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The Ruble Has Collapsed. Here’s What It Means for Russia.

“Economy and life in Russia will never be the same again,” a Russia historian said.

Photo: Andrey Rudakov/Bloomberg via Getty Images

Summary of article:

Economic uncertainty has resulted in capital investors selling Russian-related assets or hot money & FDI leaving Russia, since its expected returns on investments will be low and possibly turn negative.

As a result, capital investors are suddenly selling the Russian ruble in bulk in the foreign exchange market, leading to a sharp increase in the supply of the ruble, with a surplus at the original exchange rate that cause a sharp depreciation of the ruble.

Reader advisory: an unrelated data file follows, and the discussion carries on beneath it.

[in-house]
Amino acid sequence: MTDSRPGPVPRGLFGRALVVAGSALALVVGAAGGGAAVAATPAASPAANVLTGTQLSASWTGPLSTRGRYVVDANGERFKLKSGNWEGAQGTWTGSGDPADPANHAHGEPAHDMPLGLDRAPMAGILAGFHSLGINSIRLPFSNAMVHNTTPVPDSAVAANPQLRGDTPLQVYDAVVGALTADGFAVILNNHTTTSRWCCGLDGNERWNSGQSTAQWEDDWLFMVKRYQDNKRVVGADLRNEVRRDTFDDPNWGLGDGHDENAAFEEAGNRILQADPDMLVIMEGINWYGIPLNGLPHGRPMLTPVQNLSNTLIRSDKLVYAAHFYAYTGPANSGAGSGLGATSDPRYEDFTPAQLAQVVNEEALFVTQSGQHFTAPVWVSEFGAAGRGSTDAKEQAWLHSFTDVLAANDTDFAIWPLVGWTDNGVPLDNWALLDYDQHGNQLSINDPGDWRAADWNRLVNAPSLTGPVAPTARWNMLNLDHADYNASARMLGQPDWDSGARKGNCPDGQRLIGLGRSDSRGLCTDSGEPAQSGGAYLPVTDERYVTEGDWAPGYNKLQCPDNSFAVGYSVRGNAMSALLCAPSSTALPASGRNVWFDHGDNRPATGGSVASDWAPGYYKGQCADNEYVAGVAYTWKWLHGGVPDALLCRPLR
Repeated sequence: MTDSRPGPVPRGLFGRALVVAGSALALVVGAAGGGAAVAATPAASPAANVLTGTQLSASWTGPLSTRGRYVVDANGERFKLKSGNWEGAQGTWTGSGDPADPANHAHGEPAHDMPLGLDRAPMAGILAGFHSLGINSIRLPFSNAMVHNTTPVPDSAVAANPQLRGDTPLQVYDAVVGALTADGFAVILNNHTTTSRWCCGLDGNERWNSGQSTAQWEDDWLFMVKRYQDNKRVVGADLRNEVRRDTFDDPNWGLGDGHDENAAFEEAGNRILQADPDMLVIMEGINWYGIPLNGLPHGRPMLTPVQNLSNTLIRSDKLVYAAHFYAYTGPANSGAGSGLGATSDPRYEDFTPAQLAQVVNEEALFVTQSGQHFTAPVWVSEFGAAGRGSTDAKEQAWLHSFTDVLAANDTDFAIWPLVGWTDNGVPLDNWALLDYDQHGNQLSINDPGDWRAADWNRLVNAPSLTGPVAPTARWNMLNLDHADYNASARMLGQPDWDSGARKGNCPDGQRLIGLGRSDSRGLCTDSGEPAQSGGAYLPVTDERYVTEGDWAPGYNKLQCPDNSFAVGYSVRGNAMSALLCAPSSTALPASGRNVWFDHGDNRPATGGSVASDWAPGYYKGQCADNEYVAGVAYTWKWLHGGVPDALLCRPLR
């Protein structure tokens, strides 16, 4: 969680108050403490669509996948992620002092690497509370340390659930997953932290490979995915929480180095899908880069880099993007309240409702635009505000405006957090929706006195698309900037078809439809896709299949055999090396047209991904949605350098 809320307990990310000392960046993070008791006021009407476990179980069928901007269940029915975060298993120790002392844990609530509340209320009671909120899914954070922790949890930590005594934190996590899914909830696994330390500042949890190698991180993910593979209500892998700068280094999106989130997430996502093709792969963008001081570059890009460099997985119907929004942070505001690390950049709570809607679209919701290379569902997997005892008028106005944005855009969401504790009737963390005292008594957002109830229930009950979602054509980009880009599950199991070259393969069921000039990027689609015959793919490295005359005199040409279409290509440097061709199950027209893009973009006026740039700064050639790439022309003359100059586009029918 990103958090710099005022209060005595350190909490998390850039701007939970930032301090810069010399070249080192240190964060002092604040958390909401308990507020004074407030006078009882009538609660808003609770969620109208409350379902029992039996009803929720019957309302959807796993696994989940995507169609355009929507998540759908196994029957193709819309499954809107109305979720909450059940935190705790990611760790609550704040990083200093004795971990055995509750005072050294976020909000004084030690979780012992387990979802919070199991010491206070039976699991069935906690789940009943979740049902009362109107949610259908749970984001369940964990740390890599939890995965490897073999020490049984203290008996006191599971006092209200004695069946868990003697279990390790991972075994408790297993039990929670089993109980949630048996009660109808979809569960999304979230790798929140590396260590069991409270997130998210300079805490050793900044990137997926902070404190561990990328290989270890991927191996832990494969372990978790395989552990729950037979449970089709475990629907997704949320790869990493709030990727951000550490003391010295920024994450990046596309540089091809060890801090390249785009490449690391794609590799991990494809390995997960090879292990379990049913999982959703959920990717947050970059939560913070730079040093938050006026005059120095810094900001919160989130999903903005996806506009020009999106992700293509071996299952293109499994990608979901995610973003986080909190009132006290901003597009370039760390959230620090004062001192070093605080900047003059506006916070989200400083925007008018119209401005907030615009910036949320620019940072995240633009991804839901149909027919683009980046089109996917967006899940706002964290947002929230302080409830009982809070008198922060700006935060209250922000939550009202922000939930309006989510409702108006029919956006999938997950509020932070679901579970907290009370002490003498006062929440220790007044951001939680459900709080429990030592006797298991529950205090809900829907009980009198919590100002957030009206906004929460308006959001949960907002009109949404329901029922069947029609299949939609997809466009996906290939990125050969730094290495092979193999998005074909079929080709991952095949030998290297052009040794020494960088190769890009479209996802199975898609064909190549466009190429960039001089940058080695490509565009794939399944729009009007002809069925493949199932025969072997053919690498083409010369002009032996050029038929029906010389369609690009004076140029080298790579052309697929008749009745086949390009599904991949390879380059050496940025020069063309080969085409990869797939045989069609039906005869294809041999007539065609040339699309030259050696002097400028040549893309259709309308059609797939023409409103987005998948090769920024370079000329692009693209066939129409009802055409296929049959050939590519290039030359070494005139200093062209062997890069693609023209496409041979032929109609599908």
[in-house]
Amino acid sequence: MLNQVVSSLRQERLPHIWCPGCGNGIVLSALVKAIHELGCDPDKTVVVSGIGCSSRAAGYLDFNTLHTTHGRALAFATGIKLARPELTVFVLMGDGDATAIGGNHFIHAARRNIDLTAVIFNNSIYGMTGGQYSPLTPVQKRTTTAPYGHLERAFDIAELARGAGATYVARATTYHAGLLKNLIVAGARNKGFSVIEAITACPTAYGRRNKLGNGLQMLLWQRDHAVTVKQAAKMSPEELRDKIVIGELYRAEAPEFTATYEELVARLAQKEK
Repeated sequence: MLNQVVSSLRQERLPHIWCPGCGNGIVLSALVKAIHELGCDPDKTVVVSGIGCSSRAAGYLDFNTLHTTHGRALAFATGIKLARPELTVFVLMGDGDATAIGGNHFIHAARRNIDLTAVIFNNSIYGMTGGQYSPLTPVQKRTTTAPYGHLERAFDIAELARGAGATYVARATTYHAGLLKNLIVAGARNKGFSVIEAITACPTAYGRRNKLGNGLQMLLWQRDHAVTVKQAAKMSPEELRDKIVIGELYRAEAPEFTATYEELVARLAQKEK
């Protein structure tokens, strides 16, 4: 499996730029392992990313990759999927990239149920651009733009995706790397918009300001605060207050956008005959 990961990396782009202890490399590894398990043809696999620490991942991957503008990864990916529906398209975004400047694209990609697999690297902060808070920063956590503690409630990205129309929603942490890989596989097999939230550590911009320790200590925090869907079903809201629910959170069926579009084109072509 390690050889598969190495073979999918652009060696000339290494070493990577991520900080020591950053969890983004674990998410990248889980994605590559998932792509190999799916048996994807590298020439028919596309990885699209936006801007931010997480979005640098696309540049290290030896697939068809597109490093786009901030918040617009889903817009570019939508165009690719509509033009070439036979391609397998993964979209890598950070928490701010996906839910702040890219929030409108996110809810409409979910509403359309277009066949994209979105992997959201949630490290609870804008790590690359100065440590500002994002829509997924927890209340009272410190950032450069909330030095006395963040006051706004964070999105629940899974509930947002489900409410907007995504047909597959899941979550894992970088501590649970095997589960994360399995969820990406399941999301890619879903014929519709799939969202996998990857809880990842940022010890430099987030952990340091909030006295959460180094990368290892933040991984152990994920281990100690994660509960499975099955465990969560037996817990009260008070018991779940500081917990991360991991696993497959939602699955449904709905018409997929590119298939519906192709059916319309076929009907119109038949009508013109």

The depreciation of the ruble will further increase the price of imports in ruble, increasing cost of production, hence SRAS falls (shifts left/up). Hence cost-push inflation ensues, with fall in real GDP & increase in unemployment.

The trade sanctions will reduce export revenue as foreigners reduce their demand for Russian exports, thus adversely worsening Russia's balance of trade.


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